Business deaths rise in Covid-era: Information and communications hit hardest

Drastic drop in new businesses across the UK over the course of the pandemic means the rates of business ‘births’ and ‘deaths’ are almost neck and neck.

Information and communications were the worst affected industry by the pandemic in the UK, seeing the largest rise in ‘business deaths’ for every 100 company ‘births’ between the start of COVID-19 and Q1 this year. 

School of Marketing analysed Office for National Statistics (ONS) and government data that recorded the number of businesses that were ‘born’ and ‘died’ during the eight quarters of the height of the COVID-19 pandemic (Q2 2020 to Q1 2022), compared with the preceding 24 months (Q2 2018 to Q1 2020). 

It found that within the Information and communications industry, for every 100 births there were 173.24 business deaths during the height of COVID-19, a huge 89% uplift on the 91.51 deaths recorded in the pre-pandemic quarters.

Other industries that saw drastic negative impacts over the past eight quarters include finance and insurance (50% increase in business deaths), professional and technical services (46% rise), and arts, entertainment and recreation businesses (21% uplift). 

The retail industry, in contrast, saw more success over the past 24 months compared to the previous period. At 69.94 business deaths for every 100 births, the sector ran at a 12.3% decrease in deaths compared to 2018/2020.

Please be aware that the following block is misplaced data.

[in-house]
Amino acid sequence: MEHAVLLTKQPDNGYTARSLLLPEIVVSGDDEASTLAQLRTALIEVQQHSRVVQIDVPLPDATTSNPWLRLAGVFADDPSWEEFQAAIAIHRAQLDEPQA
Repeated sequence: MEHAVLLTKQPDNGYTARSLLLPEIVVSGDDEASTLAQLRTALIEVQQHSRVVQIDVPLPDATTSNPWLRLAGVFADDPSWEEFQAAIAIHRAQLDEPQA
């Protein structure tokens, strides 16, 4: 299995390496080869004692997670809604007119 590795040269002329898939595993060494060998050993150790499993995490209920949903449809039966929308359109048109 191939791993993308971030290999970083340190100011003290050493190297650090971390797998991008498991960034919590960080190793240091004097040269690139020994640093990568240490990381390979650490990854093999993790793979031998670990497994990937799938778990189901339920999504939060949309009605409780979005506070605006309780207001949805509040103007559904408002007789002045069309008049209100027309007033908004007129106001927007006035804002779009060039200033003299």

Meanwhile the wholesale sector saw 81.4 deaths for every 100 births, down 20% from the pre-pandemic period.

Drastic drop in new businesses ‘post-pandemic’

Across all industries, there was a marked drop in new businesses over the course of COVID-19, the research found. The UK average for business deaths between 2018 and early 2020 wsa 86.58 for every 100 businesses that were born. Fast forward eight quarters later and this rose by 16%, at roughly 100.67 businesses dying per 100 births, meaning the average of business births and deaths are virtually equal since the pandemic began.

Ritchie Mehta, CEO of School of Marketing, said: “This data shows how much more difficult it has become to survive as a business since the pandemic. In the two years before the impact of COVID-19 on average more businesses were created than closed each quarter, but now the numbers of company births and deaths are basically equal.” 

“As entrepreneurs look to protect themselves against a harsher business environment, the value of skilled employees has never been higher. Therefore SMEs can take advantage of initiatives such as the Apprenticeship Levy scheme to bring in new staff or train current ones in digital and data-led programmes, with the vast majority of the training cost covered by the levy.”